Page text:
Have you ever wondered about the meaning of a word? Take the word “dishwasher,” for example. It’s an appliance lots of people have but do dishwashers really live up to all the hype? If a dishwasher really is a dish washer, why do I have to pre-clean, pre-rinse and prewash everything before I put it into the dish washer? Seems like I’ve already done most of the work. Maybe they should call them “dish follow-uppers” or something? It’s just one of those words that we think we know, but do we really?
Not to make light of the concept, but “worship” is also one of those words we think we know, but do we really? I looked up the etymology of that word, and it comes from the Old English word for “worth” referring to something or someone that is considered “significant, valuable or highly thought of,” and the Old English suffix
“-ship” meaning “quality, condition; office, position; relationship between.” So, we could say “worship” is “worth-ship,” meaning we are ascribing worth or worthiness to something or someone. We see that aspect of worship in the Book of Revelation when we see the heavenly beings there declaring: “worthy is the Lamb” when referring to Jesus (Revelation 5:11-12). Churches are supposed to ascribe that kind of worth to the Savior every time they have a worship service.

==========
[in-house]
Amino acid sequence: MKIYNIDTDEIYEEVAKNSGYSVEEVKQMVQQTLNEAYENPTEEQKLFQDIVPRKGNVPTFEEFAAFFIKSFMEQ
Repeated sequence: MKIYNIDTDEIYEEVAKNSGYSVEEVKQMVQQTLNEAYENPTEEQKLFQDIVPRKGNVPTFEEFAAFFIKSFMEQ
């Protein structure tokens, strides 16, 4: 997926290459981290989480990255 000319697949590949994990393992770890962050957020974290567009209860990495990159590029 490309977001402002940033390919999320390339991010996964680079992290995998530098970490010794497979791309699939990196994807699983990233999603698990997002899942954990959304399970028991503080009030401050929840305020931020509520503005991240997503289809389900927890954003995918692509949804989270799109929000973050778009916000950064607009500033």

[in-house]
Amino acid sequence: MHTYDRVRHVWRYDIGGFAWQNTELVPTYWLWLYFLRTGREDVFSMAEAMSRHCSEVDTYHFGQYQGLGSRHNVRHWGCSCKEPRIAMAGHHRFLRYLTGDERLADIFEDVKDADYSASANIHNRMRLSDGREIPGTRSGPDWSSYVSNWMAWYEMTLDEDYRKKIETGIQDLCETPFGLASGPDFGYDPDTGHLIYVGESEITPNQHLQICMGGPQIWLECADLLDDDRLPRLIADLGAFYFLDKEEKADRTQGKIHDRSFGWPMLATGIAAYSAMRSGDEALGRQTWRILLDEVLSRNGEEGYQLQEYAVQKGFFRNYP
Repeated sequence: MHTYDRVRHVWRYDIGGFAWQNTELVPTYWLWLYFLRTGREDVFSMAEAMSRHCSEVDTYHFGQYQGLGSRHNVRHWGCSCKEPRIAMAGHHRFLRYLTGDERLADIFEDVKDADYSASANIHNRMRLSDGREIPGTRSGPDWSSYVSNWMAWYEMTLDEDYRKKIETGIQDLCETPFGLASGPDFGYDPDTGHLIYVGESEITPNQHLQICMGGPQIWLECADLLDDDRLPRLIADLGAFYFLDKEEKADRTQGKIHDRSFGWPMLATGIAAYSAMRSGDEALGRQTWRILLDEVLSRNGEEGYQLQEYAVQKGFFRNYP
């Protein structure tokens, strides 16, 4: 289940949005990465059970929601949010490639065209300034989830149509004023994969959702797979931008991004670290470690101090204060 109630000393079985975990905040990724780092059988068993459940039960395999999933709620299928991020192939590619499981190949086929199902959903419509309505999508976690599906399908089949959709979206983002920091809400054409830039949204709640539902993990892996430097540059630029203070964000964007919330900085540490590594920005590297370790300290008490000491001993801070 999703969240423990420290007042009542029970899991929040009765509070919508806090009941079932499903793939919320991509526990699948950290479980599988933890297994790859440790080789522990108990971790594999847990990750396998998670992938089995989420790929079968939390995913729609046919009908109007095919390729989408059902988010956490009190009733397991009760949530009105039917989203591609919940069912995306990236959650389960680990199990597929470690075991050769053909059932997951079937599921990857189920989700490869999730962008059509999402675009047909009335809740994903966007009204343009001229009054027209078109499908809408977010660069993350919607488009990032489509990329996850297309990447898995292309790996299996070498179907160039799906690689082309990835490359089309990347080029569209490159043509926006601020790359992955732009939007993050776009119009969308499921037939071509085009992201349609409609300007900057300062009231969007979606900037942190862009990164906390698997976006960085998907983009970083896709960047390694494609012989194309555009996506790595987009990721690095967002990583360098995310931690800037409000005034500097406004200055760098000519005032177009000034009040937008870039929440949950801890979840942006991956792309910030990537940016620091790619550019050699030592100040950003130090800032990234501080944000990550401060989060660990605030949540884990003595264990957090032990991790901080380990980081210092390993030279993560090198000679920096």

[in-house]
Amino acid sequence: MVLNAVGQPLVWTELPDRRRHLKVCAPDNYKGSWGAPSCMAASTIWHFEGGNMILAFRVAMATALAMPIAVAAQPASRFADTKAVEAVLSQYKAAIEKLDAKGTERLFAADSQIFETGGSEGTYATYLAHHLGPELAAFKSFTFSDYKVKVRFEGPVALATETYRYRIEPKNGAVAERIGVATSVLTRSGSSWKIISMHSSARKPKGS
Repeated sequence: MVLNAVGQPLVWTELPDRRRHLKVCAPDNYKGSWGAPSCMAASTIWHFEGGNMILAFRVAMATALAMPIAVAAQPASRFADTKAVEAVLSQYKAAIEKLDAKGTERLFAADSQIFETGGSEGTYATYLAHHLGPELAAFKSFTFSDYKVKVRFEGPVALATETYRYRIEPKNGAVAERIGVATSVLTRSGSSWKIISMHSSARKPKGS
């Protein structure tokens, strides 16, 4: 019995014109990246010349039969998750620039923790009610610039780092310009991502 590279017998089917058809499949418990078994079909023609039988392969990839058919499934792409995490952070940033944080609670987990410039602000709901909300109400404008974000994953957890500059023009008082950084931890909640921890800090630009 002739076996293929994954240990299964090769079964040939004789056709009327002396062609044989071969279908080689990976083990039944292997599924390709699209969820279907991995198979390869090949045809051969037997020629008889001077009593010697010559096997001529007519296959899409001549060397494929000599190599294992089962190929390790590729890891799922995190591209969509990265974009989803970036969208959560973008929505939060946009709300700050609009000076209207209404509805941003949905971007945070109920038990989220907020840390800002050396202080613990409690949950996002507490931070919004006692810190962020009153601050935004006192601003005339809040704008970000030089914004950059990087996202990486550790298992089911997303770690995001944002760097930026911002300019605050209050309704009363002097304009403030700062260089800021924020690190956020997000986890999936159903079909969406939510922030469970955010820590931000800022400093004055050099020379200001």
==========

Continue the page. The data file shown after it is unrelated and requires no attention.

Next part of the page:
False teachers make a mockery of that by diverting worship to themselves and their false doctrine. By it, they deceive many:
“And many shall follow their pernicious ways; by reason of whom the way of truth shall be evil spoken of.” (2 Peter 2:2)
“Pernicious ways” simply means “licentious conduct.” In the OT and in the times in which Peter lived, idol worship was always tied to lustful, sensual behavior that was labeled as acts of worship to the gods. Modern-day false teachers might not overtly encourage the same kind of lasciviousness, but they do share the same philosophy: “Come as you are, stay as you are, live as you always have and we’ll put the church’s stamp of approval on your behavior – just leave a generous donation on your way out the door.” To do this, they have to water down Who God is and redefine what worship is. For them, worship is what makes the worshipper feel good and the good feeling is supposed to be a “religious experience.”
True worship is about giving God the glory due His name. Can that make His worshippers feel good? Of course. Can it be a source of joy to God’s worshipers? Absolutely. But those things are the byproducts of obedience, not an end in themselves when it comes to giving God His worth.
False teachers will use the name of God and the name of Jesus in their “worship” services and they can sound spiritual. Learning Christian-speak is easy. It only has a few key vocabulary words. Sprinkle an “amen” here and a “praise the Lord” there, and you have it. Sounding godly is easy. Being godly is where the hard work is. To get around that, false teachers offer shortcuts to the lazy and ways to earn your salvation to the proud. They have something for everyone. It’s why they can draw the large crowds and build the huge churches. In the end, however, the only things being worshipped are human pride and a god of man’s imagination.
[Photo by Pepi Stojanovski on Unsplash]
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